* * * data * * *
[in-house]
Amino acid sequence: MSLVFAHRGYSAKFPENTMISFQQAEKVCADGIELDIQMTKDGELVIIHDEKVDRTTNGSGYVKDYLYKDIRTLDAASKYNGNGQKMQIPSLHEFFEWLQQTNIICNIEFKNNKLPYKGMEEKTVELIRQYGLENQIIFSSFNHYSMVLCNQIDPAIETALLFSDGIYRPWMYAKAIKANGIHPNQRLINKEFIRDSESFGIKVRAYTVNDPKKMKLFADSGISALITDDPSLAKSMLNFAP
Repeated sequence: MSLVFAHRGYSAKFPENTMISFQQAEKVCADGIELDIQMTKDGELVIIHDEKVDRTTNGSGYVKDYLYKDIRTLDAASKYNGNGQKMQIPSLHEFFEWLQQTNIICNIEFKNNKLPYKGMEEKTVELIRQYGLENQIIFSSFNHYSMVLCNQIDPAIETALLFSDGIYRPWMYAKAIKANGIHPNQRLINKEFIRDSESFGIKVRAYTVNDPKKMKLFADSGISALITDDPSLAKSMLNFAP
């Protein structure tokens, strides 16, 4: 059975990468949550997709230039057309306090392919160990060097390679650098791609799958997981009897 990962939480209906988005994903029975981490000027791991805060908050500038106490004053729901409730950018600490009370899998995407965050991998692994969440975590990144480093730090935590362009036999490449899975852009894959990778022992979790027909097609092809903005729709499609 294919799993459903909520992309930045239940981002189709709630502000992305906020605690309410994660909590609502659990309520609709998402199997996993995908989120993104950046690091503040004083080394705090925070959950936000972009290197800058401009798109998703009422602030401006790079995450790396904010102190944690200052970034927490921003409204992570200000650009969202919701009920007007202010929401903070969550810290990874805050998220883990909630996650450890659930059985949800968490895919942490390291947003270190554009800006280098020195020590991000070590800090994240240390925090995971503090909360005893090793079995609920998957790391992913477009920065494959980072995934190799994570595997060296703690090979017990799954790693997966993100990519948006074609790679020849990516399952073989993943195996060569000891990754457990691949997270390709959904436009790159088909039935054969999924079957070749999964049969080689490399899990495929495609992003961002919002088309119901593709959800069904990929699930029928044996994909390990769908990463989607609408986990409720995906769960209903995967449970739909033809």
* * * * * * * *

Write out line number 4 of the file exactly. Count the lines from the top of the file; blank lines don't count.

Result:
């Protein structure tokens, strides 16, 4: 059975990468949550997709230039057309306090392919160990060097390679650098791609799958997981009897 990962939480209906988005994903029975981490000027791991805060908050500038106490004053729901409730950018600490009370899998995407965050991998692994969440975590990144480093730090935590362009036999490449899975852009894959990778022992979790027909097609092809903005729709499609 294919799993459903909520992309930045239940981002189709709630502000992305906020605690309410994660909590609502659990309520609709998402199997996993995908989120993104950046690091503040004083080394705090925070959950936000972009290197800058401009798109998703009422602030401006790079995450790396904010102190944690200052970034927490921003409204992570200000650009969202919701009920007007202010929401903070969550810290990874805050998220883990909630996650450890659930059985949800968490895919942490390291947003270190554009800006280098020195020590991000070590800090994240240390925090995971503090909360005893090793079995609920998957790391992913477009920065494959980072995934190799994570595997060296703690090979017990799954790693997966993100990519948006074609790679020849990516399952073989993943195996060569000891990754457990691949997270390709959904436009790159088909039935054969999924079957070749999964049969080689490399899990495929495609992003961002919002088309119901593709959800069904990929699930029928044996994909390990769908990463989607609408986990409720995906769960209903995967449970739909033809």